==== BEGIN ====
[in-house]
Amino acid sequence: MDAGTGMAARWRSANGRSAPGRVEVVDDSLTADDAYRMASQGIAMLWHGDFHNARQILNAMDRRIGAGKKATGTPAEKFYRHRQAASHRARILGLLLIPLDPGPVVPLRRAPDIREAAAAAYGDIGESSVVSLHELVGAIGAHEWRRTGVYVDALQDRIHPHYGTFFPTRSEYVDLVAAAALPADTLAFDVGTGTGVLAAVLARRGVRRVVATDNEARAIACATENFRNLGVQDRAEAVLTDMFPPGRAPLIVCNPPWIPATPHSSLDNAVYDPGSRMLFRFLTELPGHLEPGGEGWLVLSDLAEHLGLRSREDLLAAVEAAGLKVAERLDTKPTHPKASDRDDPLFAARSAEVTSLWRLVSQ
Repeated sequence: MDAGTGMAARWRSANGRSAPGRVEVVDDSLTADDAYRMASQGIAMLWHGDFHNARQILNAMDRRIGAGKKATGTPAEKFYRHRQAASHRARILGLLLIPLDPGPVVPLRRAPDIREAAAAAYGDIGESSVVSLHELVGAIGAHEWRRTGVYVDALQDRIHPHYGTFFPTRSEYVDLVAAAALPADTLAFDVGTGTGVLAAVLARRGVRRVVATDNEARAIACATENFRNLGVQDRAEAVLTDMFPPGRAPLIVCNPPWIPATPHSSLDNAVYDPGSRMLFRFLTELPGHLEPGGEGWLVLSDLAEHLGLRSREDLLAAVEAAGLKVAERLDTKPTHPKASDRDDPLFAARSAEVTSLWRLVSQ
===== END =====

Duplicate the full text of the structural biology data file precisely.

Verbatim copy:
[in-house]
Amino acid sequence: MDAGTGMAARWRSANGRSAPGRVEVVDDSLTADDAYRMASQGIAMLWHGDFHNARQILNAMDRRIGAGKKATGTPAEKFYRHRQAASHRARILGLLLIPLDPGPVVPLRRAPDIREAAAAAYGDIGESSVVSLHELVGAIGAHEWRRTGVYVDALQDRIHPHYGTFFPTRSEYVDLVAAAALPADTLAFDVGTGTGVLAAVLARRGVRRVVATDNEARAIACATENFRNLGVQDRAEAVLTDMFPPGRAPLIVCNPPWIPATPHSSLDNAVYDPGSRMLFRFLTELPGHLEPGGEGWLVLSDLAEHLGLRSREDLLAAVEAAGLKVAERLDTKPTHPKASDRDDPLFAARSAEVTSLWRLVSQ
Repeated sequence: MDAGTGMAARWRSANGRSAPGRVEVVDDSLTADDAYRMASQGIAMLWHGDFHNARQILNAMDRRIGAGKKATGTPAEKFYRHRQAASHRARILGLLLIPLDPGPVVPLRRAPDIREAAAAAYGDIGESSVVSLHELVGAIGAHEWRRTGVYVDALQDRIHPHYGTFFPTRSEYVDLVAAAALPADTLAFDVGTGTGVLAAVLARRGVRRVVATDNEARAIACATENFRNLGVQDRAEAVLTDMFPPGRAPLIVCNPPWIPATPHSSLDNAVYDPGSRMLFRFLTELPGHLEPGGEGWLVLSDLAEHLGLRSREDLLAAVEAAGLKVAERLDTKPTHPKASDRDDPLFAARSAEVTSLWRLVSQ